(Host) Wind energy advocates want the Douglas administration to lift its ban on large-scale wind projects on state-owned land.
The advocates say Vermont needs to explore all options as it looks for new energy resources.
But Governor Jim Douglas remains opposed to the idea
VPR’s John Dillon reports:
(Dillon) The state adopted a policy in 2004 that prohibits commercial scale wind projects on state-owned ridgelines.
Many state properties carry deed restrictions that prohibit development of any kind.
But Natural Resources Secretary Jonathan Wood says the state owns a handful of sites where the wind is strong and where development would not be restricted.
Wood told a legislative committee that he’s open to reconsidering the ban on wind development.
(Wood) "If the people of Vermont think this is an appropriate place for wind, and we go to them, and we decide, I’m happy to change the policy. This policy should reflect the people of Vermont and what their desires are and what their values are, not my personal opinion."
(Dillon) But Governor Jim Douglas administration policy has not changed. He said he was not swayed by a recent Supreme Court ruling that upheld a permit for a commercial wind development on private land in the Northeast Kingdom.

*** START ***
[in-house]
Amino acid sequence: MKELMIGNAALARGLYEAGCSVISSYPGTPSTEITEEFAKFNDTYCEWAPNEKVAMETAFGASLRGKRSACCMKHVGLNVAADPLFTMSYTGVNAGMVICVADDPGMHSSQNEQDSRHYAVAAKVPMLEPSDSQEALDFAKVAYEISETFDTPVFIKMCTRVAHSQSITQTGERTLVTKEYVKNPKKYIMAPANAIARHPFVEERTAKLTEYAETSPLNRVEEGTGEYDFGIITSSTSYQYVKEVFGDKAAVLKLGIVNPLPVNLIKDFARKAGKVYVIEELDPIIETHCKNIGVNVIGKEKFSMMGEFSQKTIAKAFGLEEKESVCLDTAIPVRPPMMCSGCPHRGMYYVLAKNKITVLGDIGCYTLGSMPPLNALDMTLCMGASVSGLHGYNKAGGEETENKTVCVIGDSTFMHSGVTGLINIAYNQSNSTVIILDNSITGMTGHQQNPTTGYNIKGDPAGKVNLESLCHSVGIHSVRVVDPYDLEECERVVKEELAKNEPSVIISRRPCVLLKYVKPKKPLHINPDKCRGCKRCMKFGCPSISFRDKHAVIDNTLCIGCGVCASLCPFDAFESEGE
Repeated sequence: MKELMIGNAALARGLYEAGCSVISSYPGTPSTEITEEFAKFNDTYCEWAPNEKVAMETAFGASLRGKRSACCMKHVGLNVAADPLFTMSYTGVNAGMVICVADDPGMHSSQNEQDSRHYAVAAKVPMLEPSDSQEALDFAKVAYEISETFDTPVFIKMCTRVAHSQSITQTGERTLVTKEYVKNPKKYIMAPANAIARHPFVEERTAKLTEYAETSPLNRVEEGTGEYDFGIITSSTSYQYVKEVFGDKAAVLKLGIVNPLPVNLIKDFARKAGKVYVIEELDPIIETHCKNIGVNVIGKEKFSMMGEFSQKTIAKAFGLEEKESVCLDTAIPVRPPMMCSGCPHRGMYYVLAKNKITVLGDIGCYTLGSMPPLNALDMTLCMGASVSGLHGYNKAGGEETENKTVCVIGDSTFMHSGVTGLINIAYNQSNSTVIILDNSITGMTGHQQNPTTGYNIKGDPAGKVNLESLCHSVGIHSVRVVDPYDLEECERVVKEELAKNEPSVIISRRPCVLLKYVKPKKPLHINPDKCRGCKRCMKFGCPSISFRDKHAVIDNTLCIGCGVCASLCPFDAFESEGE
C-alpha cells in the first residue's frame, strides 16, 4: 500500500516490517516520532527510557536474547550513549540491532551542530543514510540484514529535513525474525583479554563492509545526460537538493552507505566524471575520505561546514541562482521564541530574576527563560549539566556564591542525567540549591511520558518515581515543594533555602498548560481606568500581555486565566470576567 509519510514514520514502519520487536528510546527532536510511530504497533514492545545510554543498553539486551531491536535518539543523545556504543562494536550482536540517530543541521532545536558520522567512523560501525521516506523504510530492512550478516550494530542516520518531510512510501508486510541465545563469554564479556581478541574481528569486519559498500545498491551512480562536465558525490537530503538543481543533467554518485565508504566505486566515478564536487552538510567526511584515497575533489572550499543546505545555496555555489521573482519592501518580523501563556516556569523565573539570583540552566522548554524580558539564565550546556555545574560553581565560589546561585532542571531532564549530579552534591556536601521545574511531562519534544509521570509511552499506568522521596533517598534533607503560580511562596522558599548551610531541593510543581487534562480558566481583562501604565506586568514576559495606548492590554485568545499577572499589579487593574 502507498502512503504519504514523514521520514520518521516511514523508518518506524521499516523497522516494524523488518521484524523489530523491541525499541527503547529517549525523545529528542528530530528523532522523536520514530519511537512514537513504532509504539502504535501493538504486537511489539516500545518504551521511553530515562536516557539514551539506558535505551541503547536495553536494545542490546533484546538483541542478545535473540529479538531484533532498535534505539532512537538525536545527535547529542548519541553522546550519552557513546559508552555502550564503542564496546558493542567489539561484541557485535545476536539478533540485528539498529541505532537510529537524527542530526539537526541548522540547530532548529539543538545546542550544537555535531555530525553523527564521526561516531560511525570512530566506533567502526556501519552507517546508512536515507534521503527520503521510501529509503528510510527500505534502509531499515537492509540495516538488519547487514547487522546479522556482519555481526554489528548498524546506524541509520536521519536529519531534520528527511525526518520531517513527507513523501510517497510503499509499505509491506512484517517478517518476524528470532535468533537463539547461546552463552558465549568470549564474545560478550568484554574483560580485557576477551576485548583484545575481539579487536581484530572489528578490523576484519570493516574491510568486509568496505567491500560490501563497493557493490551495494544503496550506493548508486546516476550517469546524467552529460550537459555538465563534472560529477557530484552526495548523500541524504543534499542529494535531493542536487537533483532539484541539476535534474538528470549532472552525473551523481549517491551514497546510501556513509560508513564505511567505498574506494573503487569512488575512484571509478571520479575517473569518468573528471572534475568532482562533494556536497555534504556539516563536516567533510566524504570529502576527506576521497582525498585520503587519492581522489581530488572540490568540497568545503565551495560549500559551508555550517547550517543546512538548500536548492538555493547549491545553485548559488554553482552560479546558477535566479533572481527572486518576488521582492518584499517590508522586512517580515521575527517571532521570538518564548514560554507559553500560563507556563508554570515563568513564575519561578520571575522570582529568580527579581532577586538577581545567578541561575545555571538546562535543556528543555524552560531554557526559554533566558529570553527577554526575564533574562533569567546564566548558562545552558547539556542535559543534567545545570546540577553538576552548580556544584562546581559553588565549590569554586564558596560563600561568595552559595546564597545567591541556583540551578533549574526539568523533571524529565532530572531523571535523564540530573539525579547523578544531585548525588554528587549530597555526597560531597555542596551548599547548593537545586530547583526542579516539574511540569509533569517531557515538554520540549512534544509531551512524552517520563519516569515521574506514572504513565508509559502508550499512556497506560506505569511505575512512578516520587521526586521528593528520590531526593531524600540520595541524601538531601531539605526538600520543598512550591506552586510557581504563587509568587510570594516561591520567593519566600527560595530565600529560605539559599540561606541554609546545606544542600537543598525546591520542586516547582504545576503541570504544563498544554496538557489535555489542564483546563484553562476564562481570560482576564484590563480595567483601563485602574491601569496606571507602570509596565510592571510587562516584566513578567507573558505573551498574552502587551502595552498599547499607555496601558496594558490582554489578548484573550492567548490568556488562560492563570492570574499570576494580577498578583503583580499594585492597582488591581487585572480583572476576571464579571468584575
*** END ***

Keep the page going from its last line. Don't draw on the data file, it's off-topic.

(Douglas) "Personally, I don’t have a different view. I’m not a fan of huge industrial wind turbines that impair the pristine ridgelines of our state.”
(Dillon) Douglas says state lands should continue to be off-limits to commercial energy projects. He said opening land to wind projects is a "slippery slope" that could lead to other uses that the public may find objectionable.
(Douglas) "We’ve been reluctant to allow any kind of commercial activity or motorized activity like ATVs on state lands for example. We’ve followed the long-standing tradition of maintaining restrictions on what happens to property that’s set aside for all Vermonters to enjoy.”
(Dillon) Ken Nolan is director of resource planning at the Burlington Electric Department. The city-owned utility wants to buy renewable energy from projects in Vermont. But he says the state’s policy has stymied wind development.
(Nolan) "I think we’ve got conflicting directives here. If the state is truly trying to look at renewable resources and become self-sufficient, I think you need to start looking at all options. And just saying we’re not going to look at this one in particular, as far as I’m concerned is short-sighted.”
(Dillon) The chairman of the House Natural Resources and Energy Committee also supports using state land for wind power. East Montpelier Democrat Tony Klein pointed out that several ski areas are on state land.
Klein recently visited large wind developments near Ellenburg, New York, west of Plattsburgh.
(Klein) "These projects brought to one of the poorest counties $1 billion, injected into their local economy within four years. And 30 years of stabilized property taxes. Now, if that’s not possibility for future revenue for this state, I don’t know what is.”
(Dillon) Klein says the state needs new energy sources as existing power contracts phase out. He says wind should be part of the solution.
For VPR News, I’m John Dillon in Montpelier.